Honda since 1997 with its CR-V vehicles has set the standard for what was then an all new lineup of compact crossover SUVs. It also launched Hybrid and Plug in Hybrid versions of the car with the 5th generation CR-V. Now what's new is an all new approach to the Hybrid scene by introducing a Plug-in Hydrogen Fuel Cell CR-V.
It is important to note that the pictures featured are a regular version of the new CR-V in the photos, but we don't expect the fuel cell version to look too much different.
For the unversed, a fuel cell electric vehicle (FCEV) works by running hydrogen (from on-board storage tanks) and oxygen (from the air) through a device called a fuel cell stack. The hydrogen and oxygen combine to form water, a process that produces electricity, which is used to power an onboard electric motor that moves the car. (The water dribbles out of the FCEV's tailpipe.) The stack replaces the battery in a regular, plug-in EV; so, instead of charging the car, you fill it up with hydrogen, sort of like how you put gas in your regular car.
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Honda CR-V isn't alone to experiment with the fuel cell. More recent FCEVs include Toyota's Mirai sedan, the Hyundai Nexo SUV. However these are some lesser known cars, simply because they are mostly limited to southern California, the only part of the country with even a nascent hydrogen refueling infrastructure.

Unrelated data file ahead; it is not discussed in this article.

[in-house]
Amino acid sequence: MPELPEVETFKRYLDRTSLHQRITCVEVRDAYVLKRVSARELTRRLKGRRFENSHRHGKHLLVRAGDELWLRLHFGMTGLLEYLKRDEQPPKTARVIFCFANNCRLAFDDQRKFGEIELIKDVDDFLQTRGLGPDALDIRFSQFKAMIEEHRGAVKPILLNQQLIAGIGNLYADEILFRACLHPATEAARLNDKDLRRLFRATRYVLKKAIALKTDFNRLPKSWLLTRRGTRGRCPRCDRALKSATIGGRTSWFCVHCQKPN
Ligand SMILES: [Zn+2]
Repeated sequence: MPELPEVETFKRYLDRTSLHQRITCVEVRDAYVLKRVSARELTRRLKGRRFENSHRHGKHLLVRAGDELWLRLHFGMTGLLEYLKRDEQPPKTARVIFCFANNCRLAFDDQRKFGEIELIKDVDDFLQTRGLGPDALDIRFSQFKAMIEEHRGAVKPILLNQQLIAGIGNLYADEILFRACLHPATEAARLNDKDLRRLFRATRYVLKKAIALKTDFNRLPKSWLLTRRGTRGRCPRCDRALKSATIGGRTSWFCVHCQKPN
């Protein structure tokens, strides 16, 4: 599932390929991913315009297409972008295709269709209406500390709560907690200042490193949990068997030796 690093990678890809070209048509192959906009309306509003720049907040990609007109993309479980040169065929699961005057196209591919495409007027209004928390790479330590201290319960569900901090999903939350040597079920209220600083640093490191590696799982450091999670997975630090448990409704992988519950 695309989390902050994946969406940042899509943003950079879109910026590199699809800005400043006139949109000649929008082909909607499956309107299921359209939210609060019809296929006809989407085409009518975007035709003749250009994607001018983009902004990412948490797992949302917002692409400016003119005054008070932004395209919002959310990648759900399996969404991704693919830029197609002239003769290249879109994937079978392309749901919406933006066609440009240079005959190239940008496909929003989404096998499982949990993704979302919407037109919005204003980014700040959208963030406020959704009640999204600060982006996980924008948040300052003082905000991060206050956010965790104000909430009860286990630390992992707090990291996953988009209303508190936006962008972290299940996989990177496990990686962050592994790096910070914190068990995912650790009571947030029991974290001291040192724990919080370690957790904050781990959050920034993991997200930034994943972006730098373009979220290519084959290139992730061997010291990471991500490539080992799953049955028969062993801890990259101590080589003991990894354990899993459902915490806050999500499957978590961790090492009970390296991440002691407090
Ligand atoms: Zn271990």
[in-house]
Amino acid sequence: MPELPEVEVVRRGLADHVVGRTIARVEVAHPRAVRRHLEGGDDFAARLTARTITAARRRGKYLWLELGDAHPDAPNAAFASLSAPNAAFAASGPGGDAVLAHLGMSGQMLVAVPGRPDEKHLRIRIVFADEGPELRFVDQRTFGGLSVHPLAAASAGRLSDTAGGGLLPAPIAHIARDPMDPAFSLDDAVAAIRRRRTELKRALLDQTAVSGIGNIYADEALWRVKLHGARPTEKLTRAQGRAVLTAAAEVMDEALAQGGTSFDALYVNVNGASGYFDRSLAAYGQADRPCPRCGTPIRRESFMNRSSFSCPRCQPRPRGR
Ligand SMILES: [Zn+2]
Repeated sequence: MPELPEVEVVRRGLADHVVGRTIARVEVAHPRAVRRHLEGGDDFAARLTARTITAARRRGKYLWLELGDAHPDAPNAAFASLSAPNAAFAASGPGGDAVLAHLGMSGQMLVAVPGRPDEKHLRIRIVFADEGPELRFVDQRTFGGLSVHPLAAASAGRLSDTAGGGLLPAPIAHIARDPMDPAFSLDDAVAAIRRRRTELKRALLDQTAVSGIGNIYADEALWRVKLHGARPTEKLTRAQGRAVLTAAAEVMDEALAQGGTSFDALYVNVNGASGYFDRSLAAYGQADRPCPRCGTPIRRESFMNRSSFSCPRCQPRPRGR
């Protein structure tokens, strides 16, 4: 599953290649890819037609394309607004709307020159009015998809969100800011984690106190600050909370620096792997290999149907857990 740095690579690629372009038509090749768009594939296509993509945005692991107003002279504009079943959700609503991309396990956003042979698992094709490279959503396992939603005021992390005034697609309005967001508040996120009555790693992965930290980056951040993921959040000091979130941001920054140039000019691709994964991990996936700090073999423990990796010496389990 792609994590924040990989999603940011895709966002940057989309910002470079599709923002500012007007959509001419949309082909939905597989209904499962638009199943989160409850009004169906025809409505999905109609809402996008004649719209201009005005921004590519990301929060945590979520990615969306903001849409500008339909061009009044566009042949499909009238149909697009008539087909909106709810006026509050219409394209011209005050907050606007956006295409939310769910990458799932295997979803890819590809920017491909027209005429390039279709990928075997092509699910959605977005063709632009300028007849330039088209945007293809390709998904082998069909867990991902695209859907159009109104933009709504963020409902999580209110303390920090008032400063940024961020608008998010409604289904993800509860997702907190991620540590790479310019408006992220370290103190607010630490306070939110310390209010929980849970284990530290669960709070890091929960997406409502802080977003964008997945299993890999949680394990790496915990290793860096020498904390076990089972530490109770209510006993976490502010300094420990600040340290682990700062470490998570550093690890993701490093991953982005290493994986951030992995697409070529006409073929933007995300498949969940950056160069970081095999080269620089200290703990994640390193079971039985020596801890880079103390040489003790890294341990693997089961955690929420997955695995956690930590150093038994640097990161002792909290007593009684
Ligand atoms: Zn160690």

There are a total of 50 refueling stations in all of America and only one of them is situated outside California. So it is a small market which Honda is trying to expand with launching a Hydrogen Fuel Variant of the popular CR-V.
However other problems can occur with such limitations. Like the scarcity of fuel stations while travelling. Though Honda has found a way to address this. By making it a Plug-in Hybrid version it will give the Hybrid an alternate way to function.
Existing FCEVs have a small battery that works as a buffer, absorbing excess power produced by the stack.
The fuel-cell CR-V will have a larger battery, one that can be plugged in and charged from an external source, just like a plug-in gas-electric hybrid such as the Toyota Prius Prime or (defunct) Chevy Volt.
Interestingly,Honda is not the first to develop this technology—last year Stellantis announced a plug-in FCEV commercial van for Europe—but Honda will be the first to sell it in North America.
It is quite shocking that Honda has come up with a fuel cell vehicle focusing on Hydrogen energy when most of the USA bets on batteries. Not to forget the fact that it's practically impossible to use the car outside of California.
But this could be the Japanese giant's test to gather real-world data and visualize its journey for the long run, as Japan already is starting to put influence and money behind the hydrogen infrastructure.
The Honda CR-V sizes up against other compact crossovers in the most competitive class in the industry.
Like the CR-V, the Toyota RAV4, Ford Escape, and Hyundai Tucson are sold in gas and hybrid models, but they’re also offered as plug-in hybrids with up to 42 miles of electric range. The starting price for RAV4 is expected to be at $26,650, whereas the price for Escape starts at $25,555 for the base S trim and for Hyundai Tucson it is $25,350.
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